Monday, September 25, 2006


I just returned from a week in Beijing, visiting a friend, with the excuse of having to leave the country to switch from a tourist visa to a work visa.

I had forgotten already, after two and a half months in Mongolia, what real cities looked like. I had gotten used to 8-story buildings and two main streets. With its 13 million people, and pre-Olympic buildup, Beijing was initially overwhelming. Luckily, the friend who I stayed with speaks Chinese, and, every morning, would write out in Chinese the places I wanted to go on little sheets of paper that I would hand to taxi drivers and bus attendants.

I took the train there and back, my first experience on the Trans-Siberian. I'm biased because I love trains, but it's a beautiful ride. You pass quickly out of UB and then you are on open terrain, passing by a few power plants and coal mines and a scattering of gers until you reach the Gobi Desert. Then you are surrounded by short grass and small sand dunes. This lasts for hours, until you hit China, which is amazingly more populated, immediately. You pass several sections of the Great Wall, and one station passes through the wall. It's easy, when flying, to believe that all of China looks like Beijing, and all of Mongolia looks like UB. Of course, this isn't true at all, and train trips are a reminder of this. China by train appears mainly like fields of corn and dying sunflowers where few people have cars and everyone has a bicycle. It's a beautiful country.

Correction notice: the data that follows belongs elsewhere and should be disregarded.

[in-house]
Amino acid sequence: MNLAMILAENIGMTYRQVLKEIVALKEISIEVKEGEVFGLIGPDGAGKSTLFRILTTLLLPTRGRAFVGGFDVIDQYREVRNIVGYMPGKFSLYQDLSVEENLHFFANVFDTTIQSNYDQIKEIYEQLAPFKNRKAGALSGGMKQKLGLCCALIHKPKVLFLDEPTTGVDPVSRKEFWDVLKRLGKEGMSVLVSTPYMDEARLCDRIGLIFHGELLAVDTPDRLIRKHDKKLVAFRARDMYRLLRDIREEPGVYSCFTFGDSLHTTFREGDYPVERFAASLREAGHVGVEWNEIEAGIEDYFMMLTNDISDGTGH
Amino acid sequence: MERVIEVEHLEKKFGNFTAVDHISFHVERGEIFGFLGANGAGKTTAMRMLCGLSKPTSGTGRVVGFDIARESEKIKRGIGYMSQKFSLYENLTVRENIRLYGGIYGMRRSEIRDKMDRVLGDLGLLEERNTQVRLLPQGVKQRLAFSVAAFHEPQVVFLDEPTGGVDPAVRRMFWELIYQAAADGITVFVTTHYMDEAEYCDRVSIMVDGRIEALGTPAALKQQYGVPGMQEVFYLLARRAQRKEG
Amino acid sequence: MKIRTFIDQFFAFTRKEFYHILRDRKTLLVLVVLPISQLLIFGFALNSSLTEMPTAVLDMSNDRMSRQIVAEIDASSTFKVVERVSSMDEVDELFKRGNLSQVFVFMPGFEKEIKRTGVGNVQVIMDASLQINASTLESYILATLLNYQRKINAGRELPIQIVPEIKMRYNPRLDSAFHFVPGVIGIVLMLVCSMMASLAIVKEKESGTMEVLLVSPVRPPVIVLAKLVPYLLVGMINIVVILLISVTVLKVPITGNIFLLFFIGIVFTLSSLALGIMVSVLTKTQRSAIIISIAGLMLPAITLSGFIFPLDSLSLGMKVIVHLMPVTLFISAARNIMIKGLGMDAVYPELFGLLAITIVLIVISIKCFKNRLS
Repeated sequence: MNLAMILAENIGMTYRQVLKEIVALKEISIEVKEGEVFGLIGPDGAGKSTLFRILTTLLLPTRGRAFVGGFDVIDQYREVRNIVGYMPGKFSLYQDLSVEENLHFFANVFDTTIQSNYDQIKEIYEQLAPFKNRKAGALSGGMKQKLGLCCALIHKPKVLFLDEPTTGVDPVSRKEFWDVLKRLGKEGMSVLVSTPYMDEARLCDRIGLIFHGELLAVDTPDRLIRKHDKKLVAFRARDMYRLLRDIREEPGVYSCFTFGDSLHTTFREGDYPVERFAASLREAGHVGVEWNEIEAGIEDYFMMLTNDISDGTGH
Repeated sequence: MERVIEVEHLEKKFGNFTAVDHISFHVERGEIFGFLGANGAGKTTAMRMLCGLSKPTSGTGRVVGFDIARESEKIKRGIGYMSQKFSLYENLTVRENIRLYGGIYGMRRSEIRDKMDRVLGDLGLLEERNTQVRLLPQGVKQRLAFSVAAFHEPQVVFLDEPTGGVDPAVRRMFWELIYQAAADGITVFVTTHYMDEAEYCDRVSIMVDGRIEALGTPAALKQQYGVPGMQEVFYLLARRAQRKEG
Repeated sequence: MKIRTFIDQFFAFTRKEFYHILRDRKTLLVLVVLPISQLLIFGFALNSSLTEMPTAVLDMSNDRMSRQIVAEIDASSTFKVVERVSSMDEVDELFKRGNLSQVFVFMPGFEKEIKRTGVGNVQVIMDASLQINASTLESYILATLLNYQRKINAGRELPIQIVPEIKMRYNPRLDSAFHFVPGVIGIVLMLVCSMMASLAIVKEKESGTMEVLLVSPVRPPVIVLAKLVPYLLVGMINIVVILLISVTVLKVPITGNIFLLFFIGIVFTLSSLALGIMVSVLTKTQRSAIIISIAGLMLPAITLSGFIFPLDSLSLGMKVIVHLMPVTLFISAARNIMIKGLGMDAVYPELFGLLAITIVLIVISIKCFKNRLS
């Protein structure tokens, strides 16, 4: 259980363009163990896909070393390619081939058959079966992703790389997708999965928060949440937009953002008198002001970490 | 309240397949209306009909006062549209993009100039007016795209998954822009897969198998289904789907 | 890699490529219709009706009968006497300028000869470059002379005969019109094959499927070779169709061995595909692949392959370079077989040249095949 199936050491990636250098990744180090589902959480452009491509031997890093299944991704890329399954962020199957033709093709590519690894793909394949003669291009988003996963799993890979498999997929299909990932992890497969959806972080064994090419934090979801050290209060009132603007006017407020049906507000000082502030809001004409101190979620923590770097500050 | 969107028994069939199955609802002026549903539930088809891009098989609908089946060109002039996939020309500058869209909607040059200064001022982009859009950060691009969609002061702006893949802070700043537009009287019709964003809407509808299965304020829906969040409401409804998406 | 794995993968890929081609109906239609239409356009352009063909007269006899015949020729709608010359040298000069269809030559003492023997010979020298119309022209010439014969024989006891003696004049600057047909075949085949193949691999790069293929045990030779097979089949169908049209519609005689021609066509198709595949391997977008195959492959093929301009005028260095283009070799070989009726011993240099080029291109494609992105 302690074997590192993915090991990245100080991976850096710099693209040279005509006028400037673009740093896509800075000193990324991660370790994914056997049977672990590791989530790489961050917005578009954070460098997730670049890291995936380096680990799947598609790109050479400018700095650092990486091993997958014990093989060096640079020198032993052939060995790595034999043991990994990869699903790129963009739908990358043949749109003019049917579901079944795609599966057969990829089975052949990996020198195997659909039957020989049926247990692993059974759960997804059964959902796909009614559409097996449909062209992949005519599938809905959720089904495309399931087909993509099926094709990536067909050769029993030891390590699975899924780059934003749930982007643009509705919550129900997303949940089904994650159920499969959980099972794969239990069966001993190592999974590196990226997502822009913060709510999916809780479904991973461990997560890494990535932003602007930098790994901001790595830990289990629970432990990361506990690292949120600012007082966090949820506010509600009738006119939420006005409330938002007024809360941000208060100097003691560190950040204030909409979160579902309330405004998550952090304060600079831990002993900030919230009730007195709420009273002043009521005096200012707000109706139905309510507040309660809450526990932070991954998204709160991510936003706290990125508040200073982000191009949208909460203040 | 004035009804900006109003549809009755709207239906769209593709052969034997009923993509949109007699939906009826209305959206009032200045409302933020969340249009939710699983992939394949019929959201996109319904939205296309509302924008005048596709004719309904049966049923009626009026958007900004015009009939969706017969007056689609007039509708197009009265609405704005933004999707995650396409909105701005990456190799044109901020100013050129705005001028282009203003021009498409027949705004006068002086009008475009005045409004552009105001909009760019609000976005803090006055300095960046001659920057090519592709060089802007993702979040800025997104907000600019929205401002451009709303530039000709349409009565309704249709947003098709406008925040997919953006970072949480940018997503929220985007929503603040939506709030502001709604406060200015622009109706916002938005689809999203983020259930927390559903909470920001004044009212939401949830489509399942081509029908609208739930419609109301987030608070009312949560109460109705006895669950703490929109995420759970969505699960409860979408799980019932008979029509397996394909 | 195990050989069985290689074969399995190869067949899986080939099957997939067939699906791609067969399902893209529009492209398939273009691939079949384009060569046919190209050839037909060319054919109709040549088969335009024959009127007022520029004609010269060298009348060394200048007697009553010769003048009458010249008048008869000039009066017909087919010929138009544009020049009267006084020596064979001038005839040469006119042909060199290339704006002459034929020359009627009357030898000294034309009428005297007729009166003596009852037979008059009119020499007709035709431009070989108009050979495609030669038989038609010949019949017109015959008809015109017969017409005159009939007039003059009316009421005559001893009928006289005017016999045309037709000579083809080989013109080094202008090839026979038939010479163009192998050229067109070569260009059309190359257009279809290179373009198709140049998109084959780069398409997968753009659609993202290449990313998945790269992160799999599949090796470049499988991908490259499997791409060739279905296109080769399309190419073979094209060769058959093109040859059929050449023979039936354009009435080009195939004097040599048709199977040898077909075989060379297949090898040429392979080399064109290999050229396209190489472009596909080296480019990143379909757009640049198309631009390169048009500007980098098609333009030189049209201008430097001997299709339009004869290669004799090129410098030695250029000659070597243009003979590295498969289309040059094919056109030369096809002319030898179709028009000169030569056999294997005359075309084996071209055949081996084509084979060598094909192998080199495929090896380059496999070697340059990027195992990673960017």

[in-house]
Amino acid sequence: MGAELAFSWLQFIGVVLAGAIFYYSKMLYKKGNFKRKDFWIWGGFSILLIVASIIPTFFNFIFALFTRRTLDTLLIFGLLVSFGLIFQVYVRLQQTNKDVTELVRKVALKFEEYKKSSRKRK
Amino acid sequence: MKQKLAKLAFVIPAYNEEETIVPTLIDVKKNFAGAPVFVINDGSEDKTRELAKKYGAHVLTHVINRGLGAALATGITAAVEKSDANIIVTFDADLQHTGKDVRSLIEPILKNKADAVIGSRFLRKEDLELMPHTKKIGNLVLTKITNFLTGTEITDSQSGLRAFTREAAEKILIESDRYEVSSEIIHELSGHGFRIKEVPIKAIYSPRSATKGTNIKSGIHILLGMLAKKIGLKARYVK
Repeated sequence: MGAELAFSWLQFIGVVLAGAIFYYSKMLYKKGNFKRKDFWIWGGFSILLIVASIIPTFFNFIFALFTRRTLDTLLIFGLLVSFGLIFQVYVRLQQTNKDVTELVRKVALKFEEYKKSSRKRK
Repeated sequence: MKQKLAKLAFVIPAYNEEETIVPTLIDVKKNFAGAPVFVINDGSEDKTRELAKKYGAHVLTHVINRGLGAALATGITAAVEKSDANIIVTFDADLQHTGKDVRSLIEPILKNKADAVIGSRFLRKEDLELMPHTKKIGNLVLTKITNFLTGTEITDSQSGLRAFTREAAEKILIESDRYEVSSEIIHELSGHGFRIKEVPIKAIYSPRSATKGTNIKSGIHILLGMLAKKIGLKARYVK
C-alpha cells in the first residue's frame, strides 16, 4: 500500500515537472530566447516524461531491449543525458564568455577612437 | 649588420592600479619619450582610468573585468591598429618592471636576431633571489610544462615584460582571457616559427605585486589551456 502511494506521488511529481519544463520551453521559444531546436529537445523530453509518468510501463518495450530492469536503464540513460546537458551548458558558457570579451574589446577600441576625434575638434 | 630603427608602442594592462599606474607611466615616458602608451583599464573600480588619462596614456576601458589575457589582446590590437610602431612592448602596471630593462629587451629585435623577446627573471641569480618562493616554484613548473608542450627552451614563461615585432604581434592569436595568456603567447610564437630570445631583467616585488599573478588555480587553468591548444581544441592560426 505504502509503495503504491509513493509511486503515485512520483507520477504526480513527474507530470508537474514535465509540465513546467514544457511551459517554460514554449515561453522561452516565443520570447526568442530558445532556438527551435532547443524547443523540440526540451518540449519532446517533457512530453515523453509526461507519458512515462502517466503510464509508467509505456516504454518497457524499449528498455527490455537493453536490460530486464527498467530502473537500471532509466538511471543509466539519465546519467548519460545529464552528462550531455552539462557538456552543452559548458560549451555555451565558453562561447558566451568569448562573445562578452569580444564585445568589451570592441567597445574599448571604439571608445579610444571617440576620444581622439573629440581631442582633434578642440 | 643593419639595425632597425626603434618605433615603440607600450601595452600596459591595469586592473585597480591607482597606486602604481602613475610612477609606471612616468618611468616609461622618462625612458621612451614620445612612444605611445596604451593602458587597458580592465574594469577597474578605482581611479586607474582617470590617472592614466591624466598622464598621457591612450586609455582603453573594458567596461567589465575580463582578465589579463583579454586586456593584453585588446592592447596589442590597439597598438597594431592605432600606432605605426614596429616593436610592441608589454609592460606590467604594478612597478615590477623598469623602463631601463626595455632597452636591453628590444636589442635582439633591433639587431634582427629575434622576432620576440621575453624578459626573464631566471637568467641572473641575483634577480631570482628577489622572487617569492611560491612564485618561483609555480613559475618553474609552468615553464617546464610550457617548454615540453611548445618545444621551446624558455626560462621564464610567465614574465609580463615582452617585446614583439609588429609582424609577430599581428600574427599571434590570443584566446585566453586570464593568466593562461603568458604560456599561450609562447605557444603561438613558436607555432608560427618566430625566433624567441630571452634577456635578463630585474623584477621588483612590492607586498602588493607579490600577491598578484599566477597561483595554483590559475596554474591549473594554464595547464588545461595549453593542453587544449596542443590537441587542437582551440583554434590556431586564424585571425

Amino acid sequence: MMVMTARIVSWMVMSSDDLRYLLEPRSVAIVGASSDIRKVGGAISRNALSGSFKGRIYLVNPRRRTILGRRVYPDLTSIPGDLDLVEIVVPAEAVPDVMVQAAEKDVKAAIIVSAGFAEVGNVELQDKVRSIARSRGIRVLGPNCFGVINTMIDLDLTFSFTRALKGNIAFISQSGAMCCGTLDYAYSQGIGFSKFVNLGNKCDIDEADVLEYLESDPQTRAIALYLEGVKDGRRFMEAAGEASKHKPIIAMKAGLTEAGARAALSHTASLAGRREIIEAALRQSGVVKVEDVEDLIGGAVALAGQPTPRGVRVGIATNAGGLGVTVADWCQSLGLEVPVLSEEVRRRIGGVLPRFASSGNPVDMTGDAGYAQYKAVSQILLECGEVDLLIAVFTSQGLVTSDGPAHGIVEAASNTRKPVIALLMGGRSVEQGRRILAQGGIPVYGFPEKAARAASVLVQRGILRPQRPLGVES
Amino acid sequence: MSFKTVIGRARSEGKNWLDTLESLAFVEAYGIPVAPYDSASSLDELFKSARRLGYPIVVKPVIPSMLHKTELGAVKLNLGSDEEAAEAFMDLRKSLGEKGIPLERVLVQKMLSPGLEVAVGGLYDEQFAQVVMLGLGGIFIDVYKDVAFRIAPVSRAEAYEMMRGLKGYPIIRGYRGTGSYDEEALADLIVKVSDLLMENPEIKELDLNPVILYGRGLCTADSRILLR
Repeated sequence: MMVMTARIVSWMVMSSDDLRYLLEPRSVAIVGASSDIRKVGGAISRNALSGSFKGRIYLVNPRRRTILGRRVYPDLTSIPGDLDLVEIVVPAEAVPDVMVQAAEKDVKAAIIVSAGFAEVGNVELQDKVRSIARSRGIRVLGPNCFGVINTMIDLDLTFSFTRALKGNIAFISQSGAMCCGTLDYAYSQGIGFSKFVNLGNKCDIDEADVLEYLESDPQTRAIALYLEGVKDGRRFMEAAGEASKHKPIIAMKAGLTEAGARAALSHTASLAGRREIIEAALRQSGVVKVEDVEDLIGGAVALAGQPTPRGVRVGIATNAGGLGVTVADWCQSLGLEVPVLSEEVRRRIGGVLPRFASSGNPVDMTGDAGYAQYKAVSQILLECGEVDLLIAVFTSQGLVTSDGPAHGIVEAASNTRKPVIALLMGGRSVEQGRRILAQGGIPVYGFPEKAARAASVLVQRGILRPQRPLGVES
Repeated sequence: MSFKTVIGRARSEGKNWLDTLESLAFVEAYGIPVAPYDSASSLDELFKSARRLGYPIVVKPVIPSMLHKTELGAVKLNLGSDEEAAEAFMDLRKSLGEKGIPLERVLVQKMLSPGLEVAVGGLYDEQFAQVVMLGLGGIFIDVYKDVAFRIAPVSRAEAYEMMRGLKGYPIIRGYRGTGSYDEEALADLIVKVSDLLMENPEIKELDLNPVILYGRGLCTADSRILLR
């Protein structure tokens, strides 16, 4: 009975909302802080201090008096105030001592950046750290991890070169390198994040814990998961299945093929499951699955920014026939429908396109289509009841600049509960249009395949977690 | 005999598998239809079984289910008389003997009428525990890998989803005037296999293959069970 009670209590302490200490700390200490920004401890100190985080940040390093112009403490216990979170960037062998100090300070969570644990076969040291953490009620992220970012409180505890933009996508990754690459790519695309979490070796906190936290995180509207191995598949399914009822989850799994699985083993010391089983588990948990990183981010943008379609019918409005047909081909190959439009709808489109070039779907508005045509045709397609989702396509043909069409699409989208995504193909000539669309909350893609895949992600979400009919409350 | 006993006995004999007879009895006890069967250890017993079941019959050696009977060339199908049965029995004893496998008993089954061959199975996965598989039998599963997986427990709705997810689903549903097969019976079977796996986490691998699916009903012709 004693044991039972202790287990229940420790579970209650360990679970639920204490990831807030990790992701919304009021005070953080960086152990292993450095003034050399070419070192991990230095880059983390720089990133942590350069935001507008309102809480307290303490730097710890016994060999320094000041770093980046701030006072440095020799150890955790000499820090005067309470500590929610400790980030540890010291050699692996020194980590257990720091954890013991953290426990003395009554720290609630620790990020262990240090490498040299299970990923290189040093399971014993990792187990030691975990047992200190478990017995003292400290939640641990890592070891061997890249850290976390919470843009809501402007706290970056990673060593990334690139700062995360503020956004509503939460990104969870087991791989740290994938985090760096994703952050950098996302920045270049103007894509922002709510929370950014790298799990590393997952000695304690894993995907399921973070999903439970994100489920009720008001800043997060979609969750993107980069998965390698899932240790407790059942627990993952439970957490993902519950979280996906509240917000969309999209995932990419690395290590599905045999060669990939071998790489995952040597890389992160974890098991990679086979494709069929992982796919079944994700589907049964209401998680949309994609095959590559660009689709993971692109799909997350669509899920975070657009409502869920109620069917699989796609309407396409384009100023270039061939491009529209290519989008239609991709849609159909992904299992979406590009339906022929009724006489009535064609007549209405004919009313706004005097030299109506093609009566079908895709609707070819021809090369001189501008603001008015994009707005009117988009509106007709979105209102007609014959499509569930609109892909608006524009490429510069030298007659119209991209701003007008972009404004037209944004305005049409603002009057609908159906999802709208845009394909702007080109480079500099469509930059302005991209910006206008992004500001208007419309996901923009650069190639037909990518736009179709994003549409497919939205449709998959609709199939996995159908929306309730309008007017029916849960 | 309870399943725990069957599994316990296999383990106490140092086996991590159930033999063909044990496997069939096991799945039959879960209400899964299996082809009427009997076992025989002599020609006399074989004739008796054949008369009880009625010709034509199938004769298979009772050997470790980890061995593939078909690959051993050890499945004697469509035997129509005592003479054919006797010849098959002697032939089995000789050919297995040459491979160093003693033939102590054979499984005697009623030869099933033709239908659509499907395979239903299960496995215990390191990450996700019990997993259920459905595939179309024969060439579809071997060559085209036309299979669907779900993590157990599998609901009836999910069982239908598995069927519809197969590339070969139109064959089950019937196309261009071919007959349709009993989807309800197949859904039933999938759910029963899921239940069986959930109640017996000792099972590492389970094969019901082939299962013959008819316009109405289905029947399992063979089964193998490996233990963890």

Yesterday, when I pulled into the train station in UB, it was rainy and dreary and cold. I met up with friends and we spent over an hour trying to find somewhere that looked appealing for dinner. Still, I was glad to be back.


At 7:33 PM, Blogger samraat said...


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